Want to make some extra cash while giving a boost to markets in the developing world? Shared Interest lends capital to fair trade buyer and producer organizations in areas of the world that have limited access to finance. Because they only invest in Fair Trade businesses, that means living wages, better working conditions, and often benefits for workers like health care and education for their children. For many of us in the West, starting a business without the help of a bank would be impossible. Those in the developing world face this challenge and more when beginning a new venture. Yet developing economies will never improve without the expansion of the free market; this can only happen through improving the environment in which business can operate and gain access to capital. This makes the work of companies like Shared Interest all the more crucial. Microfinance this is not; Shared Interest[…]Read More
Post Tagged with: "market"
Whether you’re in a rickshaw or a limousine, in a city of fourteen million no one is immune to the horrors of traffic. India’s third-largest city, Kolkata (otherwise known as Calcutta, or কলকাতা), was my base for the last two weeks during dual video assignments for Lutheran World Relief and ChildFund. During journeys in and out of the city and on not-so-leisurely strolls, I spent a great deal of time in a teeming, chaotic muddle and thought I’d share some of it with you. Hit play below for 28 seconds of the city’s hustle and bustle. While the videos are still on my editing table, I’ll share some select stills from Kolkata’s streets, as well as shots from Lutheran World Relief’s agriculture projects in the State of Bihar, where smiles are plentiful and life goes at a much slower pace. Below I give a sneak preview of footage to LWR‘s[…]Read More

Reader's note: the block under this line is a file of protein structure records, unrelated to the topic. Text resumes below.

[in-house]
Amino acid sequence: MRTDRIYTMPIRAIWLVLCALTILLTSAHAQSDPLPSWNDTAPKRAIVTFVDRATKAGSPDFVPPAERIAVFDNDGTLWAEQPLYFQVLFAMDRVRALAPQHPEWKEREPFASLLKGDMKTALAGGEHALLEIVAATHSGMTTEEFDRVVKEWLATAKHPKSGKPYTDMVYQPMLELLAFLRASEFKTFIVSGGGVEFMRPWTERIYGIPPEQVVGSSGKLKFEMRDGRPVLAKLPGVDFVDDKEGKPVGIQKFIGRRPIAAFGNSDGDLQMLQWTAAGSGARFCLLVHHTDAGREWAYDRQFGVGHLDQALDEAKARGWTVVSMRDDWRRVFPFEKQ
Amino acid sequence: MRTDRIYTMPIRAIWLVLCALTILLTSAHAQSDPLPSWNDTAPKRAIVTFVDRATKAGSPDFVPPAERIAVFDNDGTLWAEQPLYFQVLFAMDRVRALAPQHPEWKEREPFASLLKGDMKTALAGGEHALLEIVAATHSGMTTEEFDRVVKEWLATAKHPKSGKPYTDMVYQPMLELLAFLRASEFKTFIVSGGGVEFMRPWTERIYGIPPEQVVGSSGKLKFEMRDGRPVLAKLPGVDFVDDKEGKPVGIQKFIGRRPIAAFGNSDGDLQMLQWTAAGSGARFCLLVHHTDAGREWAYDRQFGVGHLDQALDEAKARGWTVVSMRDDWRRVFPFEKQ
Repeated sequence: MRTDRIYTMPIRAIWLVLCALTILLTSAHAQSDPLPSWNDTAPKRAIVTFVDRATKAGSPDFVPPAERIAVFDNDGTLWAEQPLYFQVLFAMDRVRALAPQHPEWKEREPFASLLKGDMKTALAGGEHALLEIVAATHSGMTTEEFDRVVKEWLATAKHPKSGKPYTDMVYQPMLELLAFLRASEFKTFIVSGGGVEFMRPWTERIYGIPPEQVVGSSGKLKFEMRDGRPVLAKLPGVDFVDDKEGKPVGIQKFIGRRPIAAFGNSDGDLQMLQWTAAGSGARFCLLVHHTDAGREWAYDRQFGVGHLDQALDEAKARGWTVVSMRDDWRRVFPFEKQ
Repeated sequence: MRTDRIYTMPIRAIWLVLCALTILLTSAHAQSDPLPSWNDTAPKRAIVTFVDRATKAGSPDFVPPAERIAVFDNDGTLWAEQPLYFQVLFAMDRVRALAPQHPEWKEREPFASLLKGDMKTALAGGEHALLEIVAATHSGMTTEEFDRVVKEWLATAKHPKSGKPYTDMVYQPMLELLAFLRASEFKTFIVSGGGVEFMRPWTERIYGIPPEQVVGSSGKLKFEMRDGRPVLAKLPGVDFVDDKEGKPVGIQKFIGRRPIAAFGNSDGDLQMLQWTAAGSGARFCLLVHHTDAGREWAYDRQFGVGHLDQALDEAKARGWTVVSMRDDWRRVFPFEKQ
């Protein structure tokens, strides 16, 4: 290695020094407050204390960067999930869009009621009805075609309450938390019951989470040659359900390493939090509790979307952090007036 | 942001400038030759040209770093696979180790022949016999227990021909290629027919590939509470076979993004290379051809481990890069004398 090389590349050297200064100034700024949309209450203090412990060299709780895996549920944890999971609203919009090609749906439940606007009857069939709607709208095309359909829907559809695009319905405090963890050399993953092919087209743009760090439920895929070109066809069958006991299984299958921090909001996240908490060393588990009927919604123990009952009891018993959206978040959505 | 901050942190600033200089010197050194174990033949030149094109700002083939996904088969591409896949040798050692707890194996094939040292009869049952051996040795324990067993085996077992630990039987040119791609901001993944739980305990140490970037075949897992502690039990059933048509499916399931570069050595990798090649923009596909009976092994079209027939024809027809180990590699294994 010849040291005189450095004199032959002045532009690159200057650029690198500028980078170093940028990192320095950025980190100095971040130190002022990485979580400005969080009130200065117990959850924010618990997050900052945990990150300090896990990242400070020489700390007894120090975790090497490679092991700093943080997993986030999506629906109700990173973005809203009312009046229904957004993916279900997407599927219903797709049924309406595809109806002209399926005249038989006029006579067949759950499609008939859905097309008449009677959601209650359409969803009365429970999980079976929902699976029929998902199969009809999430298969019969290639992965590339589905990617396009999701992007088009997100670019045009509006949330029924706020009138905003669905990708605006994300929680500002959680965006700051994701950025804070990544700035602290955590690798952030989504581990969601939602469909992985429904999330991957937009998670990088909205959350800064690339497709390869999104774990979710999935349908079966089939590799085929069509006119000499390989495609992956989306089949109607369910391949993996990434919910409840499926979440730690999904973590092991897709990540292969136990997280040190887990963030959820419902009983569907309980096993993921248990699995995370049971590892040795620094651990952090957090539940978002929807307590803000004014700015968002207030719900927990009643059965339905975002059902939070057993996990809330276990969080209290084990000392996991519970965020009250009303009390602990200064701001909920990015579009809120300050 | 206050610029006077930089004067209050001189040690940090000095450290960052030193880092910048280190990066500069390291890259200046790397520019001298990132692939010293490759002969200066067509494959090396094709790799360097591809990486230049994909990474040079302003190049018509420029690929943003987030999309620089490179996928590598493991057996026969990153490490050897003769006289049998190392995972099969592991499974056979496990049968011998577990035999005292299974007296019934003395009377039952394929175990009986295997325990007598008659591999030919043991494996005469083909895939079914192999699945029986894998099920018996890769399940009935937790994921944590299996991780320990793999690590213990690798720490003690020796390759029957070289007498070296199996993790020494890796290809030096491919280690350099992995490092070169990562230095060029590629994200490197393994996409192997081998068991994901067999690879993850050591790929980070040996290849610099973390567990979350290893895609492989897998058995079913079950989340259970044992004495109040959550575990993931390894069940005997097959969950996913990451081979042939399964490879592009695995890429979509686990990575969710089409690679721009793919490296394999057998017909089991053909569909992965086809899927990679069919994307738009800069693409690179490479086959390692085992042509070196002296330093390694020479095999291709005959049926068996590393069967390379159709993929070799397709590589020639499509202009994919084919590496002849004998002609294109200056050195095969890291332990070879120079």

Kotido’s weekly cattle market is deep in the land of the Karamojong tribe. It’s a great place for those seeking discount prices on livestock. However, sometimes the great bargains come at the expense of neighboring tribes.Read More
Take five minutes to explore Obalanga’s weekly market, the largest in NE Uganda’s Amuria District. Here people come from surrounding towns and districts to buy and trade, make repairs, catch up with friends, and hear from politicians and itinerant preachers. The predominant language heard here is Ateso.Read More